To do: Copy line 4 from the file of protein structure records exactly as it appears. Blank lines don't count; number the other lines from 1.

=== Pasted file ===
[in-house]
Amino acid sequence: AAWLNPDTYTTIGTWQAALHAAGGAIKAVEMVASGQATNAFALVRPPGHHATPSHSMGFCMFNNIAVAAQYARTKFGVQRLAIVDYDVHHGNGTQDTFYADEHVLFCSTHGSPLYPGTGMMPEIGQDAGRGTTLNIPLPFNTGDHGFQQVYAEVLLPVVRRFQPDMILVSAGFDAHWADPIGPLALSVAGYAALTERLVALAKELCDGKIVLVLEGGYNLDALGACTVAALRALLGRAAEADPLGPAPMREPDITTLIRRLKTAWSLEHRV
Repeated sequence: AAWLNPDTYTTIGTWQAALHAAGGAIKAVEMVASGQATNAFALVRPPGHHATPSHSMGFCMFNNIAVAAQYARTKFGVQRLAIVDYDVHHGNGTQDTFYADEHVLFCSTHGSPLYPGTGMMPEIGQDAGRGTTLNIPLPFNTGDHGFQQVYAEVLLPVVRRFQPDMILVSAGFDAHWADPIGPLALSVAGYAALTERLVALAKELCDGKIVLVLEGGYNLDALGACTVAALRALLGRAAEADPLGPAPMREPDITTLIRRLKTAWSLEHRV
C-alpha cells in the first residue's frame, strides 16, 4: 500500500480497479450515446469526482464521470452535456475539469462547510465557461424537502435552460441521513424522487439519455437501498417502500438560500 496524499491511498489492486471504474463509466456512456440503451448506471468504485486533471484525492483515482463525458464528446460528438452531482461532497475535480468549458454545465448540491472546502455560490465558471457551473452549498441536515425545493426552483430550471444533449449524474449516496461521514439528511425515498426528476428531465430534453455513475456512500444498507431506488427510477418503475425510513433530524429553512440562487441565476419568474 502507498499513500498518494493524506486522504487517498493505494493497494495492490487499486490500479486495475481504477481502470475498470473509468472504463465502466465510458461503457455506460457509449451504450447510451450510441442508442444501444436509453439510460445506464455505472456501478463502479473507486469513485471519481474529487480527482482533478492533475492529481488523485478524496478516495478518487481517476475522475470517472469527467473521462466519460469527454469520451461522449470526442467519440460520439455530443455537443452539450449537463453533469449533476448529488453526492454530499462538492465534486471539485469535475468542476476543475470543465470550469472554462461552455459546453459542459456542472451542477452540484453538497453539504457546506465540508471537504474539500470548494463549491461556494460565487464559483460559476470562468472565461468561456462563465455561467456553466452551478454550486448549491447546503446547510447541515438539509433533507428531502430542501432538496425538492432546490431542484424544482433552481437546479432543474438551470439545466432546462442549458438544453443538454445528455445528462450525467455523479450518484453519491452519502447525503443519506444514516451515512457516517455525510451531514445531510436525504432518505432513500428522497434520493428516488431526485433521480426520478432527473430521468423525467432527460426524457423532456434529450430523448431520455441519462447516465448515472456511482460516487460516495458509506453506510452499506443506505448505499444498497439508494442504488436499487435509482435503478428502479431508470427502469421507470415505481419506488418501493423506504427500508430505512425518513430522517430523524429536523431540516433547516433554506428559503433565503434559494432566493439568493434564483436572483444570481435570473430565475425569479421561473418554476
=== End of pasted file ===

C-alpha cells in the first residue's frame, strides 16, 4: 500500500480497479450515446469526482464521470452535456475539469462547510465557461424537502435552460441521513424522487439519455437501498417502500438560500 496524499491511498489492486471504474463509466456512456440503451448506471468504485486533471484525492483515482463525458464528446460528438452531482461532497475535480468549458454545465448540491472546502455560490465558471457551473452549498441536515425545493426552483430550471444533449449524474449516496461521514439528511425515498426528476428531465430534453455513475456512500444498507431506488427510477418503475425510513433530524429553512440562487441565476419568474 502507498499513500498518494493524506486522504487517498493505494493497494495492490487499486490500479486495475481504477481502470475498470473509468472504463465502466465510458461503457455506460457509449451504450447510451450510441442508442444501444436509453439510460445506464455505472456501478463502479473507486469513485471519481474529487480527482482533478492533475492529481488523485478524496478516495478518487481517476475522475470517472469527467473521462466519460469527454469520451461522449470526442467519440460520439455530443455537443452539450449537463453533469449533476448529488453526492454530499462538492465534486471539485469535475468542476476543475470543465470550469472554462461552455459546453459542459456542472451542477452540484453538497453539504457546506465540508471537504474539500470548494463549491461556494460565487464559483460559476470562468472565461468561456462563465455561467456553466452551478454550486448549491447546503446547510447541515438539509433533507428531502430542501432538496425538492432546490431542484424544482433552481437546479432543474438551470439545466432546462442549458438544453443538454445528455445528462450525467455523479450518484453519491452519502447525503443519506444514516451515512457516517455525510451531514445531510436525504432518505432513500428522497434520493428516488431526485433521480426520478432527473430521468423525467432527460426524457423532456434529450430523448431520455441519462447516465448515472456511482460516487460516495458509506453506510452499506443506505448505499444498497439508494442504488436499487435509482435503478428502479431508470427502469421507470415505481419506488418501493423506504427500508430505512425518513430522517430523524429536523431540516433547516433554506428559503433565503434559494432566493439568493434564483436572483444570481435570473430565475425569479421561473418554476